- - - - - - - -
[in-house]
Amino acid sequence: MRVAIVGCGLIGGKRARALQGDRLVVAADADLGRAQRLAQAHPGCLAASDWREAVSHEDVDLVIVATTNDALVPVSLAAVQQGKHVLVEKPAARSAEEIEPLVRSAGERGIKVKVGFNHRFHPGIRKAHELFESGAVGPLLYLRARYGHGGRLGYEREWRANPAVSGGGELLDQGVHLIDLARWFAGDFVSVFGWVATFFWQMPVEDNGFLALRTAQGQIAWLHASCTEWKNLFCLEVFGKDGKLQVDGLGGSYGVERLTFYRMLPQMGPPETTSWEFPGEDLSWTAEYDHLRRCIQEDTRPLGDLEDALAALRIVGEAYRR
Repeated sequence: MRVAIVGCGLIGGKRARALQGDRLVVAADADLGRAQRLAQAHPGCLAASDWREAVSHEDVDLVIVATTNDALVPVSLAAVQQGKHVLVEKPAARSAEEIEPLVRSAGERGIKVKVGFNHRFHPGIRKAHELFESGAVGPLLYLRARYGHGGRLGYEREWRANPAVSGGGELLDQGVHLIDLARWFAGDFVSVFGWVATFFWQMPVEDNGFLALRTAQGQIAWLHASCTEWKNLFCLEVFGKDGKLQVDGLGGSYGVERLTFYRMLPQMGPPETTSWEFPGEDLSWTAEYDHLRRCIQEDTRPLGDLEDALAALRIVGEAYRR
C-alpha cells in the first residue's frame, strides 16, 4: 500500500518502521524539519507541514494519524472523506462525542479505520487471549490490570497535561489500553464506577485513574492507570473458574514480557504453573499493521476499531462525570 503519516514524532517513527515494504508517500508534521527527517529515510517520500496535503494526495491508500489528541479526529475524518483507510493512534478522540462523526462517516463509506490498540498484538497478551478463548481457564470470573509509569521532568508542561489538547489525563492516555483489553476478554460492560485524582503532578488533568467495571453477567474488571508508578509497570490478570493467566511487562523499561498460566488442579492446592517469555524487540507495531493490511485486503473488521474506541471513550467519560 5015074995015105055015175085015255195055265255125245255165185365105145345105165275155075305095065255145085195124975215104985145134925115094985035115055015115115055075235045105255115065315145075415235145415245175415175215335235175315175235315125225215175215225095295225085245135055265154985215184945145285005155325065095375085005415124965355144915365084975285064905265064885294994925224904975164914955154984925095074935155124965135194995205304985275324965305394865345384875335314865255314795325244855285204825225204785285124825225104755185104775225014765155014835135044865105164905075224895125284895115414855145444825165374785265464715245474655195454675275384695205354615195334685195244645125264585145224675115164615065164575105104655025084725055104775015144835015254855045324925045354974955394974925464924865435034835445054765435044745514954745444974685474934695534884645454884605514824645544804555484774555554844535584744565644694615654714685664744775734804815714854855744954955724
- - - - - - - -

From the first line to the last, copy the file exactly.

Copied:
[in-house]
Amino acid sequence: MRVAIVGCGLIGGKRARALQGDRLVVAADADLGRAQRLAQAHPGCLAASDWREAVSHEDVDLVIVATTNDALVPVSLAAVQQGKHVLVEKPAARSAEEIEPLVRSAGERGIKVKVGFNHRFHPGIRKAHELFESGAVGPLLYLRARYGHGGRLGYEREWRANPAVSGGGELLDQGVHLIDLARWFAGDFVSVFGWVATFFWQMPVEDNGFLALRTAQGQIAWLHASCTEWKNLFCLEVFGKDGKLQVDGLGGSYGVERLTFYRMLPQMGPPETTSWEFPGEDLSWTAEYDHLRRCIQEDTRPLGDLEDALAALRIVGEAYRR
Repeated sequence: MRVAIVGCGLIGGKRARALQGDRLVVAADADLGRAQRLAQAHPGCLAASDWREAVSHEDVDLVIVATTNDALVPVSLAAVQQGKHVLVEKPAARSAEEIEPLVRSAGERGIKVKVGFNHRFHPGIRKAHELFESGAVGPLLYLRARYGHGGRLGYEREWRANPAVSGGGELLDQGVHLIDLARWFAGDFVSVFGWVATFFWQMPVEDNGFLALRTAQGQIAWLHASCTEWKNLFCLEVFGKDGKLQVDGLGGSYGVERLTFYRMLPQMGPPETTSWEFPGEDLSWTAEYDHLRRCIQEDTRPLGDLEDALAALRIVGEAYRR
C-alpha cells in the first residue's frame, strides 16, 4: 500500500518502521524539519507541514494519524472523506462525542479505520487471549490490570497535561489500553464506577485513574492507570473458574514480557504453573499493521476499531462525570 503519516514524532517513527515494504508517500508534521527527517529515510517520500496535503494526495491508500489528541479526529475524518483507510493512534478522540462523526462517516463509506490498540498484538497478551478463548481457564470470573509509569521532568508542561489538547489525563492516555483489553476478554460492560485524582503532578488533568467495571453477567474488571508508578509497570490478570493467566511487562523499561498460566488442579492446592517469555524487540507495531493490511485486503473488521474506541471513550467519560 5015074995015105055015175085015255195055265255125245255165185365105145345105165275155075305095065255145085195124975215104985145134925115094985035115055015115115055075235045105255115065315145075415235145415245175415175215335235175315175235315125225215175215225095295225085245135055265154985215184945145285005155325065095375085005415124965355144915365084975285064905265064885294994925224904975164914955154984925095074935155124965135194995205304985275324965305394865345384875335314865255314795325244855285204825225204785285124825225104755185104775225014765155014835135044865105164905075224895125284895115414855145444825165374785265464715245474655195454675275384695205354615195334685195244645125264585145224675115164615065164575105104655025084725055104775015144835015254855045324925045354974955394974925464924865435034835445054765435044745514954745444974685474934695534884645454884605514824645544804555484774555554844535584744565644694615654714685664744775734804815714854855744954955724